Identity, Gender and Poverty
New Perspectives on Caste and Tribe in Rajasthan
304 pages, 1 map, 16 tables, 4 figs, glossary, bibliog., 2 app., index
ISBN 978-1-57181-918-5 $120.00/£85.00 Hb Published (August 1997)
"... welcome and timely ... contains very valuable ethnographic data on a wide range of topics." · Journal of the Royal Anthropological Institute
"... delightfully easy to read and can serve well as an introduction to the Indian scene." · FOLK
"... an extremely competent piece of ethnographic writing ... exceptionally well-written and organised." · Pat Caplan, Goldsmiths College
Most studies of the so-called tribal communities in India stress their social, economic, and political differences from communities that are organized on the basis of caste. It was this apparent contrast between tribal and caste lifestyle and, moreover, the paucity of material on tribal groups, that motivated the author to undertake this study of a poor "tribal" community, the Girasia, in northwestern India.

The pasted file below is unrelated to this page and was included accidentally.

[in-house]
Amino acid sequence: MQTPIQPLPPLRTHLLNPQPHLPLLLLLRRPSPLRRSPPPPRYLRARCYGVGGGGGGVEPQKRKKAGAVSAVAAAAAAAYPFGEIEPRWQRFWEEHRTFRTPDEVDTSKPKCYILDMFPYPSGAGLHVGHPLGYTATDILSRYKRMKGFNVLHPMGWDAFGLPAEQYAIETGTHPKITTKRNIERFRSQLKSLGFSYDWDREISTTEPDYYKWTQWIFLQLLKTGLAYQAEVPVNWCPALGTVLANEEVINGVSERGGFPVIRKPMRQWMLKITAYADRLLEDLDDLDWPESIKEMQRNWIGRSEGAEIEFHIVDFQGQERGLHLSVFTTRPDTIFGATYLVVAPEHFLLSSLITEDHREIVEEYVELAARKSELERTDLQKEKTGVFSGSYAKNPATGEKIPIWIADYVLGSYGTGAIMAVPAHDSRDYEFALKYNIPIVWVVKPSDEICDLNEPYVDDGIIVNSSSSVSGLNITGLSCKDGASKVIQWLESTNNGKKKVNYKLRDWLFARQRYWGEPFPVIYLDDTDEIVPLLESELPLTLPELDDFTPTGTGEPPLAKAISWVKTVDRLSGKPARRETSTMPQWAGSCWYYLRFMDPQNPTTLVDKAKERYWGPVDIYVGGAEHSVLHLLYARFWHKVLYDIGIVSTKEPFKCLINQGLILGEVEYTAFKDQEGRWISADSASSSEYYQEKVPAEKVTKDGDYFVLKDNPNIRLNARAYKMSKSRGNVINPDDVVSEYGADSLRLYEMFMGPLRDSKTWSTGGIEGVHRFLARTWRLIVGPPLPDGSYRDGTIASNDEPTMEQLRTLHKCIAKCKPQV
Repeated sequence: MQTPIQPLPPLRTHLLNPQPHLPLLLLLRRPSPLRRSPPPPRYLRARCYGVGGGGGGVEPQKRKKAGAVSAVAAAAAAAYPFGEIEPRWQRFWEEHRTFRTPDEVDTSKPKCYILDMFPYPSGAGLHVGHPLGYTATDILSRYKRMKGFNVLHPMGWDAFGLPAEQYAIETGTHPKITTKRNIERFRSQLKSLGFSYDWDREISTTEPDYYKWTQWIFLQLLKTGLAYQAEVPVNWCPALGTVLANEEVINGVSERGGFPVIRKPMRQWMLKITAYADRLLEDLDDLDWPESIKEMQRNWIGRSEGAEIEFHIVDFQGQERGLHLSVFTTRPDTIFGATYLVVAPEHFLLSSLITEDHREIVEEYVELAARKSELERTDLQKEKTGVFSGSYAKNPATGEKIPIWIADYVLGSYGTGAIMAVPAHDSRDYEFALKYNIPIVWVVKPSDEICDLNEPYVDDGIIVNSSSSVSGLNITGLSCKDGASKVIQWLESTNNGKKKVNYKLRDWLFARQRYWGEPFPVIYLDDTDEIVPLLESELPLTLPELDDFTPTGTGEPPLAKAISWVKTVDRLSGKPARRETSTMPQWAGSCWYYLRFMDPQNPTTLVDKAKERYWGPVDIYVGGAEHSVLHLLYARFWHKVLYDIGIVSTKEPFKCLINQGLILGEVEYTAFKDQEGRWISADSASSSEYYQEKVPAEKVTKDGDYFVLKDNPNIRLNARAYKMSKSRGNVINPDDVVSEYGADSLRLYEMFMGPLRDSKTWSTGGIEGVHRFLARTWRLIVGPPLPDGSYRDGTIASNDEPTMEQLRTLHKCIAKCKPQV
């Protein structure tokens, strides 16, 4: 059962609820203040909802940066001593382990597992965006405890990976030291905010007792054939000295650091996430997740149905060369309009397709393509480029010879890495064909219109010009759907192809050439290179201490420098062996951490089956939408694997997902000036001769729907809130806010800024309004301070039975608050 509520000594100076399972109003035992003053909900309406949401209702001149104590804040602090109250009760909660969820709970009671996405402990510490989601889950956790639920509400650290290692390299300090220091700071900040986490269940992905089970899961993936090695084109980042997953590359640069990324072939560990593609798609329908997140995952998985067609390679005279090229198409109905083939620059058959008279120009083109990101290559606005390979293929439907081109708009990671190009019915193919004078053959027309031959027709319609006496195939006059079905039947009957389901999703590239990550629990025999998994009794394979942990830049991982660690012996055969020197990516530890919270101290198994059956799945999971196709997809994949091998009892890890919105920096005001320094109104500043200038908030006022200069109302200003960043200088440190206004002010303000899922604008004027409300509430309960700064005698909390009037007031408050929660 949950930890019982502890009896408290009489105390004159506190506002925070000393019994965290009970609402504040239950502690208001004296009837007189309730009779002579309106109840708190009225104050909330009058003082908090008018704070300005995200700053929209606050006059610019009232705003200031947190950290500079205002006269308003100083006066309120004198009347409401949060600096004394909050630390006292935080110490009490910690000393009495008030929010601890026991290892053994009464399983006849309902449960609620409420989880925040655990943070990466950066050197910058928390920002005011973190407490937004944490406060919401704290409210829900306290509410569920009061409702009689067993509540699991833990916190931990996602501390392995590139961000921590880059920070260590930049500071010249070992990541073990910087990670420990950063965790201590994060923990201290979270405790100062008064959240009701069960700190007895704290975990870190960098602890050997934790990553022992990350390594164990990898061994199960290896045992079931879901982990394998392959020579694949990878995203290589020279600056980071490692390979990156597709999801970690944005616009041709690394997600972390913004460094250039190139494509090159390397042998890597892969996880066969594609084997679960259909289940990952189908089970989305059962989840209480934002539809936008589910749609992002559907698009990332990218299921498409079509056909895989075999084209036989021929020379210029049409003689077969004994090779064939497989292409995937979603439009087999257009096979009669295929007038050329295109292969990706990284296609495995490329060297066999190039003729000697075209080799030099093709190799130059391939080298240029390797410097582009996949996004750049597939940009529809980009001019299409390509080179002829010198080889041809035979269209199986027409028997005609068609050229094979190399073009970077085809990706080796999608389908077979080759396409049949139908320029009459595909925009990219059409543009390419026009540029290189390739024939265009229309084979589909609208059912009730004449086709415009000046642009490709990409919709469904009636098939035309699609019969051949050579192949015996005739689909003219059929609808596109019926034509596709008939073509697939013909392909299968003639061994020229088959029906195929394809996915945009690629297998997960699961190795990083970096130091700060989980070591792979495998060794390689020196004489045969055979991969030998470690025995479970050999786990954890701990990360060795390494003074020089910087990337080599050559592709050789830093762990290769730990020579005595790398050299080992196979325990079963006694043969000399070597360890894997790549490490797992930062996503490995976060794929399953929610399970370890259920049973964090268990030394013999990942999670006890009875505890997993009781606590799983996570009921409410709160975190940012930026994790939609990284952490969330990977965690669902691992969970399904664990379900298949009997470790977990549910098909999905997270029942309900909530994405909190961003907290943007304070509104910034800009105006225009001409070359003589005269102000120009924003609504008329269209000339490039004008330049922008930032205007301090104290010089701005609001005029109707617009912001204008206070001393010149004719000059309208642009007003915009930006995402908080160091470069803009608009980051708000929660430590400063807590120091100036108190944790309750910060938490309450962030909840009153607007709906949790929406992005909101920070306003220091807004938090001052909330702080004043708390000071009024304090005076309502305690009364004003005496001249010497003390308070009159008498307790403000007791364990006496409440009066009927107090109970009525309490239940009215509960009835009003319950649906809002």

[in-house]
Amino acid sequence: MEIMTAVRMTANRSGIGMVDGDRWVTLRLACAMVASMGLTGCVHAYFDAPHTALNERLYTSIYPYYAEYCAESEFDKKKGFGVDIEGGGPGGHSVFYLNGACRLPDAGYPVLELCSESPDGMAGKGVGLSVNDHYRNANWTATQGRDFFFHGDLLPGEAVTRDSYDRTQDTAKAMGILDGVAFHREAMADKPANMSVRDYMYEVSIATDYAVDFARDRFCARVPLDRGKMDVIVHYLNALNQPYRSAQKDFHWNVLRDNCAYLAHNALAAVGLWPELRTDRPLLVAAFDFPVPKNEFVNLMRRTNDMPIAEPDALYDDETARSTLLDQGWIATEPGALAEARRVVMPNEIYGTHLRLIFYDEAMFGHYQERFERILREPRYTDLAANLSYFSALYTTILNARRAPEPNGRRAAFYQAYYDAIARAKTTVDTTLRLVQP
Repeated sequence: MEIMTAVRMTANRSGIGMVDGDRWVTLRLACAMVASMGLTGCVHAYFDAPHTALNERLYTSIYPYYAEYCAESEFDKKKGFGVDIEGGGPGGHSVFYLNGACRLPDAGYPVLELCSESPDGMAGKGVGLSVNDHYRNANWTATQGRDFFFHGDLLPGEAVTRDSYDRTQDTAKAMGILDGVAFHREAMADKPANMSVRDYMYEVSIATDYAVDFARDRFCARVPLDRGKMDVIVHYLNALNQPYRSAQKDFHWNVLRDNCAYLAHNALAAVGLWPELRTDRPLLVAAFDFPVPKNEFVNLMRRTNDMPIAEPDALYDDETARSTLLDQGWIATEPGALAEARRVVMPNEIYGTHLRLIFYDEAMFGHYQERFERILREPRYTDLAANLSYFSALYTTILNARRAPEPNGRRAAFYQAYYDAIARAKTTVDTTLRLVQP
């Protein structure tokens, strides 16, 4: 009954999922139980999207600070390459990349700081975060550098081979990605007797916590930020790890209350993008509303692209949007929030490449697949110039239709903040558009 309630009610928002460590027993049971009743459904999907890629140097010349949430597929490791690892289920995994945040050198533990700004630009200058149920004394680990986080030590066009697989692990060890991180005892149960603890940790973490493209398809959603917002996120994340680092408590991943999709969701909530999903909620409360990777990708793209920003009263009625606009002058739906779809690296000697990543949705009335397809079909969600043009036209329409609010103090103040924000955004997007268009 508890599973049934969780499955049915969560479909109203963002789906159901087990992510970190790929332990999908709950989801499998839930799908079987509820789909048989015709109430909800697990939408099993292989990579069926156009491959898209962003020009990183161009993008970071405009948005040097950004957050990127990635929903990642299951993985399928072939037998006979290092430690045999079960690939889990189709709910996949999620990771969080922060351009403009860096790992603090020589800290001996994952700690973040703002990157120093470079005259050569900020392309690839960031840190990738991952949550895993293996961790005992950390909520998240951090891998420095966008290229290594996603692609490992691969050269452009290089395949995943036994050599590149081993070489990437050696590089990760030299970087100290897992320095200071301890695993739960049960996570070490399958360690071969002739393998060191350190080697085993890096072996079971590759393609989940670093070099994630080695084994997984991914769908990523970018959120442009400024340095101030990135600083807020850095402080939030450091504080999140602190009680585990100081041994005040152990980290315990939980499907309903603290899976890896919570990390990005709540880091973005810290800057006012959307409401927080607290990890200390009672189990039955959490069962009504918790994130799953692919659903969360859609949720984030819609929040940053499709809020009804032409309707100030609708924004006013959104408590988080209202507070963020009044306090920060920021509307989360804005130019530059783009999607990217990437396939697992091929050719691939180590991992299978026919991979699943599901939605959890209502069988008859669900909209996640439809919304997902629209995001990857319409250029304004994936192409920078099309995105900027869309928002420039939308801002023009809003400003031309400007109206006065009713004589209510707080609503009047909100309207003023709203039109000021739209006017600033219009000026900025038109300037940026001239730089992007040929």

While carrying out her fieldwork, the author soon became aware that the traditional tribe-caste categories needed to be revised; in fact, she found them more often than not to be constructs by outsiders, mostly academic. Of greater importance for an understanding of the Girasia was the wider and more complex issue of self-perception and identification by others that must be seen in the context of their poverty as well as in the strategic and shifting use of kinship, gender and class relations in the region.
Maya Unnithan-Kumar is Lecturer in Social Anthropology, School of African and Asian Studies, University of Sussex.